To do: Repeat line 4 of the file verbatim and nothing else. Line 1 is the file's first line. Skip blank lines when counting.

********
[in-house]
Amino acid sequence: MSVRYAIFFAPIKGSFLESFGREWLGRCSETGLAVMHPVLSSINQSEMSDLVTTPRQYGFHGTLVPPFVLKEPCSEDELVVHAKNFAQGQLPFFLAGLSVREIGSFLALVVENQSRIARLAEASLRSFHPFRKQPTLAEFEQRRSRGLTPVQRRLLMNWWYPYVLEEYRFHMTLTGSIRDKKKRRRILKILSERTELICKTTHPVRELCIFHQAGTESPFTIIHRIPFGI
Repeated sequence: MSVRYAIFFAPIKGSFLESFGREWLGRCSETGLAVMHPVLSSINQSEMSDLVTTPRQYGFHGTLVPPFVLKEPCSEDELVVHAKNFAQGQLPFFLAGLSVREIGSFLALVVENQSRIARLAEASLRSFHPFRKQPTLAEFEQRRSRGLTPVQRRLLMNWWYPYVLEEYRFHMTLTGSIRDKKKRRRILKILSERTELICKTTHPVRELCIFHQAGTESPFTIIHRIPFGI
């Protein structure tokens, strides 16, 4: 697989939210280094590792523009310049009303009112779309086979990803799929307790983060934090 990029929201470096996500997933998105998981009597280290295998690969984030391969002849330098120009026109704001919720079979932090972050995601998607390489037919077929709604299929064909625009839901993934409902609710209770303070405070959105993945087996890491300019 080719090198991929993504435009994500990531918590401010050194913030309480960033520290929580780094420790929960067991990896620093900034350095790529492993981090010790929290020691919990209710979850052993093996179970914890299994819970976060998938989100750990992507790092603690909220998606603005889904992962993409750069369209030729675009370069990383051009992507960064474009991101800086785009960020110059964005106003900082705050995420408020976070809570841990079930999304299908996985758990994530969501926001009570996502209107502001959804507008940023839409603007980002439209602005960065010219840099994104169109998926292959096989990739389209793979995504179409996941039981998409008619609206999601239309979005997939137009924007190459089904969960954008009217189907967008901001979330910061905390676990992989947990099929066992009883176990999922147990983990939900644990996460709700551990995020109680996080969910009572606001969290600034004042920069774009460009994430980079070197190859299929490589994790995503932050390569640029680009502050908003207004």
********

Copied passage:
């Protein structure tokens, strides 16, 4: 697989939210280094590792523009310049009303009112779309086979990803799929307790983060934090 990029929201470096996500997933998105998981009597280290295998690969984030391969002849330098120009026109704001919720079979932090972050995601998607390489037919077929709604299929064909625009839901993934409902609710209770303070405070959105993945087996890491300019 080719090198991929993504435009994500990531918590401010050194913030309480960033520290929580780094420790929960067991990896620093900034350095790529492993981090010790929290020691919990209710979850052993093996179970914890299994819970976060998938989100750990992507790092603690909220998606603005889904992962993409750069369209030729675009370069990383051009992507960064474009991101800086785009960020110059964005106003900082705050995420408020976070809570841990079930999304299908996985758990994530969501926001009570996502209107502001959804507008940023839409603007980002439209602005960065010219840099994104169109998926292959096989990739389209793979995504179409996941039981998409008619609206999601239309979005997939137009924007190459089904969960954008009217189907967008901001979330910061905390676990992989947990099929066992009883176990999922147990983990939900644990996460709700551990995020109680996080969910009572606001969290600034004042920069774009460009994430980079070197190859299929490589994790995503932050390569640029680009502050908003207004």